Since Labor Day, Mr. Menendez’s campaign, perhaps in a sign of vulnerability, has aggressively ramped up its advertising campaign, with a majority of the political attacks accusing Mr. Hugin of raising drug prices to maximize profits.
In 2017, after Mr. Hugin had stepped down as chief executive and become executive chairman, the company suffered two major setbacks in its development pipeline: A drug it had hoped would be a breakthrough in treating Crohn’s disease failed to outperform a control group and Otezla, a psoriasis drug, badly missed sales expectations.
On the same day that Celgene announced it was scrapping the Crohn’s disease drug, it increased the price of Revlimid from $17,014 a bottle to $18,546, according to a report by Yatin Suneja, an analyst who follows the industry. It was the third price increase of Revlimid in 2017, representing a nearly 20 percent price increase for the drug from the previous year.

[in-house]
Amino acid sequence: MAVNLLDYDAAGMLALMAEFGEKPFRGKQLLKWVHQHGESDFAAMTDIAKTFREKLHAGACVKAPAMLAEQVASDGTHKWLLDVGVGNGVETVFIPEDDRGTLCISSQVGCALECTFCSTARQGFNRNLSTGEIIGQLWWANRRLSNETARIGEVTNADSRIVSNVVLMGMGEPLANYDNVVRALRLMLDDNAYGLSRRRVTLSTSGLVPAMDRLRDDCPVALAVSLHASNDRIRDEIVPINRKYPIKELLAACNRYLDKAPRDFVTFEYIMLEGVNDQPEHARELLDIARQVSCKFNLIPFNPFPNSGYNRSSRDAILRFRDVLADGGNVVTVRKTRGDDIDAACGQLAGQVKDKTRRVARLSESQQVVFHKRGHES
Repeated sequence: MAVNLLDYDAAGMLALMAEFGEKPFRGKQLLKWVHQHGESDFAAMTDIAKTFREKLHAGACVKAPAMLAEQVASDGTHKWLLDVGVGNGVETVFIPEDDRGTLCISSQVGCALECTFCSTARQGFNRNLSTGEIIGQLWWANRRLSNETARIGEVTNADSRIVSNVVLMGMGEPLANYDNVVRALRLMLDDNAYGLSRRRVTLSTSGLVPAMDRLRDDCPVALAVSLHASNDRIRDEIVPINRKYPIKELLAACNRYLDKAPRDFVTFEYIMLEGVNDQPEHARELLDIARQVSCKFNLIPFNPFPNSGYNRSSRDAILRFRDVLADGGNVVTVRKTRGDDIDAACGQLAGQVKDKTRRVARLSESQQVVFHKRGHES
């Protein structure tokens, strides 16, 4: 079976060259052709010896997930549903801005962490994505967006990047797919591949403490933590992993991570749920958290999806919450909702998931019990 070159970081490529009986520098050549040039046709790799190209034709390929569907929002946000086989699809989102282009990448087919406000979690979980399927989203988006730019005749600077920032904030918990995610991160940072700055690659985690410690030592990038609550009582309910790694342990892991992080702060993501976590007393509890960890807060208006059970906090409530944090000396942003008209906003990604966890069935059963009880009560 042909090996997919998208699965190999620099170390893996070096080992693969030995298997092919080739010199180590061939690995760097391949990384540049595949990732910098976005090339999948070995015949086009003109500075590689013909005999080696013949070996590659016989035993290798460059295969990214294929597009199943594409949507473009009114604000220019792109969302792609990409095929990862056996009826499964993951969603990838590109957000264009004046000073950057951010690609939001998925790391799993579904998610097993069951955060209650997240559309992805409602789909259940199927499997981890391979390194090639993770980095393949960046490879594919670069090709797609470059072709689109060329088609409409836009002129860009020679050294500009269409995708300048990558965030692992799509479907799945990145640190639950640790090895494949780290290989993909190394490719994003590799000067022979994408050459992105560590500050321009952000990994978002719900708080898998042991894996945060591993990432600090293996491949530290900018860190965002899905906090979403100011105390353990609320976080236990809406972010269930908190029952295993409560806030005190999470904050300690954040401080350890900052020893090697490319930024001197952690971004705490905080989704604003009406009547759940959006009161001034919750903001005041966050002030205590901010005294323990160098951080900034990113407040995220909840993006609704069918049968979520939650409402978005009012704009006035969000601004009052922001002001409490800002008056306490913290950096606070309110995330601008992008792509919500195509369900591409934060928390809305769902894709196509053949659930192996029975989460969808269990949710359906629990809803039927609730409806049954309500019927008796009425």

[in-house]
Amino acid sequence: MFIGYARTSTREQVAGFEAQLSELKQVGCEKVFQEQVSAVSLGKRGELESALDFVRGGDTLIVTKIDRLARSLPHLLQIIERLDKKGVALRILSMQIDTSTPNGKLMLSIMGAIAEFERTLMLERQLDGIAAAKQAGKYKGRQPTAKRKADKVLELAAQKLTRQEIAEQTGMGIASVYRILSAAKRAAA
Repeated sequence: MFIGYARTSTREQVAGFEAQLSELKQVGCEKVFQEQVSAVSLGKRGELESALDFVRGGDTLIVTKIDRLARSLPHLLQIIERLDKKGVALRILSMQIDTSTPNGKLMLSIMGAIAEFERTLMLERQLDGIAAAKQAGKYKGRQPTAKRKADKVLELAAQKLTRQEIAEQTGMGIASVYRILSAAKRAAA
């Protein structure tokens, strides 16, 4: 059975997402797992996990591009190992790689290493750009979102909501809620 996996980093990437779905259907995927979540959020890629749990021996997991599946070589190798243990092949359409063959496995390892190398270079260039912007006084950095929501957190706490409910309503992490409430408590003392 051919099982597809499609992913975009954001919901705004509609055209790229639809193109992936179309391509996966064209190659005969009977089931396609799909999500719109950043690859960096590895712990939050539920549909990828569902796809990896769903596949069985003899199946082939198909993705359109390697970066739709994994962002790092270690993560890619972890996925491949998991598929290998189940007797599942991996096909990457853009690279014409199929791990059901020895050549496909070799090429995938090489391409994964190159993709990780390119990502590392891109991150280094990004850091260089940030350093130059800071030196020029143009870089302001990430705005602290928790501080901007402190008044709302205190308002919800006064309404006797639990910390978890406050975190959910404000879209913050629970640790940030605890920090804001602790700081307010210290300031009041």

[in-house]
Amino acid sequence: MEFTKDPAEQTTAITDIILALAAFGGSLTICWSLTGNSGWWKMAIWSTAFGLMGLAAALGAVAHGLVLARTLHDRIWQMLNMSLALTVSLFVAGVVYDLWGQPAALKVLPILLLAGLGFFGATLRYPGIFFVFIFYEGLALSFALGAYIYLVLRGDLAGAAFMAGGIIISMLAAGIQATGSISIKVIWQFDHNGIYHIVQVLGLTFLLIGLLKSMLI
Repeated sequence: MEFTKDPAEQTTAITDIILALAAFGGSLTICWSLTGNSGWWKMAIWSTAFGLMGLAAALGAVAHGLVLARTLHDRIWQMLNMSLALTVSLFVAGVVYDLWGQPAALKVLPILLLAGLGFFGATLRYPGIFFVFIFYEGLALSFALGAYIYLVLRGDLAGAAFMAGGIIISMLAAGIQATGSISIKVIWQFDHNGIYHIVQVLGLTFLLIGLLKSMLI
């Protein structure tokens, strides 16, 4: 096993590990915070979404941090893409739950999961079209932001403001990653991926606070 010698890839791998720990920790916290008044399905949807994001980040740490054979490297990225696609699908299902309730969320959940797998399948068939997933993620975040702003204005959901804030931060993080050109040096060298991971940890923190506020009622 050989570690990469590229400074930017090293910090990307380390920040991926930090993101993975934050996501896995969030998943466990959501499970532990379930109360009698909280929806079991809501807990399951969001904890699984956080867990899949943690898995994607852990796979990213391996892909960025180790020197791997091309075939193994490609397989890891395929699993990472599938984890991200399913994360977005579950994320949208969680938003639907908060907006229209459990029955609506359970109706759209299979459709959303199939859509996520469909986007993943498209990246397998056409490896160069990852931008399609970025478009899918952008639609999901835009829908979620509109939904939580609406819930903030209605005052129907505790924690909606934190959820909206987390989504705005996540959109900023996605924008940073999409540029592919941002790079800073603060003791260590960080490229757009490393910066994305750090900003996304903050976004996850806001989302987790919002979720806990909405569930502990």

In financial filings, Celgene said these price hikes were a main reason the drug’s net sales increased in 2017 by about $1.2 billion over the previous year.
Ronny Gal, a securities analyst at Sanford C. Bernstein & Company who follows the pharmaceutical industry, said drug companies have generally been “tone deaf” when it comes to raising the price of their monopoly products. “Celgene clearly has been there, but has not been any worse than the main players,” he said.
The tactics can carry a human cost. Last year, Elaine Kodish, a 76-year-old retiree from Los Angeles, briefly stopped taking Revlimid after her Medicare drug plan required she pay more than $450 a month for the drug that keeps her multiple myeloma in check. Ms. Kodish said she bought stock in Celgene when she started taking Revlimid in 2016, as a way of supporting a company she believed was keeping her alive.
But after a series of price increases have exposed her to ballooning out-of-pocket costs — she has since returned to taking Revlimid, which now costs her about $785 per month — she said she recently sold her stake. “I’m grateful to the drug companies, don’t get me wrong,” Ms. Kodish said. “However, they can’t be compensated on the backs of people who are dying.”